An Overview of C++
Review …
 The C Programming Language
 Array & Pointer
 Function & Memory
 Passing of Parameter
Reference Parameters
 Allow call-by-reference passing of parameters
 Follow formal parameter type with an ampersand (&), and use as if it were
an ordinary parameter.
 Allow the corresponding actual parameter to be changed
Reference Parameter (Continued)
 Without reference parameters
void f (int *p)
{
(*p)++;
}
main( )
{
int i = 2;
f(&i);
}
Reference Parameters (Continued)
 With reference parameters
void f (int& j)
{
j++;
}
main( )
{
int i = 2;
f(i);
}
Reference Variables
int a = 10;
int& ref = a; // a and ref refer to the same data
int b = ref;
// b = 10
a = 15;
// ref also = 15
ref = 20;
// a = 20
Linkage to Other Languages
 The extern construct is used to declare functions defined in other languages
that will be linked to a C++ program.
 The extern construct causes the external version of the function to be
referred to by a normal name instead of the C++ encoded name for the
linker. At the same time, the function can be overloaded just like any other
C++ function, and calls to it are type checked.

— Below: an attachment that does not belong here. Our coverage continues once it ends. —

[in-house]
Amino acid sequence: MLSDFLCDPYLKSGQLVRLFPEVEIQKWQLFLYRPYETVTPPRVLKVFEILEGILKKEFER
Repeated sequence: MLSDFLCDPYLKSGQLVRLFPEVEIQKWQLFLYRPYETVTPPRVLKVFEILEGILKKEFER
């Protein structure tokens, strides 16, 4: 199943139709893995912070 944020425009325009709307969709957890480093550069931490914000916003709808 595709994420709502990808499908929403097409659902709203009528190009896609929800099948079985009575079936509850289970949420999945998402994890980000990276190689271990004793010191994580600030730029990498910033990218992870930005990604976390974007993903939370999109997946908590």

 Extern can also specify C++ linkage, so C++ functions can be invoked by
modules written in other languages.
Linkage to Other Languages (Continued)
 For example,
extern “C” void exit(int);
extern “C” {
double sqrt(double);
void printf(char* …);
}
Source Files and Program Organization
C++ programs usually consist of several ASCII files that can compiled
separately and then linked together
 .C files contain the definition of functions. Usually, the main program is
contained in a .C file, separate from the rest of the code.
 .h files contains the declaration of classes and functions. These are called
header files.
The Preprocessor
The following basic preprocessor commands are often used:
#include “filename” include the file; look in the current directory, then the
standard search path.
#include <filemane> include the file; look in the standard search path.
#define name string define a preprocessor variable.
#ifdef name
if name is a defined preprocessor variable, include the
following lines up to #endif
#ifndef name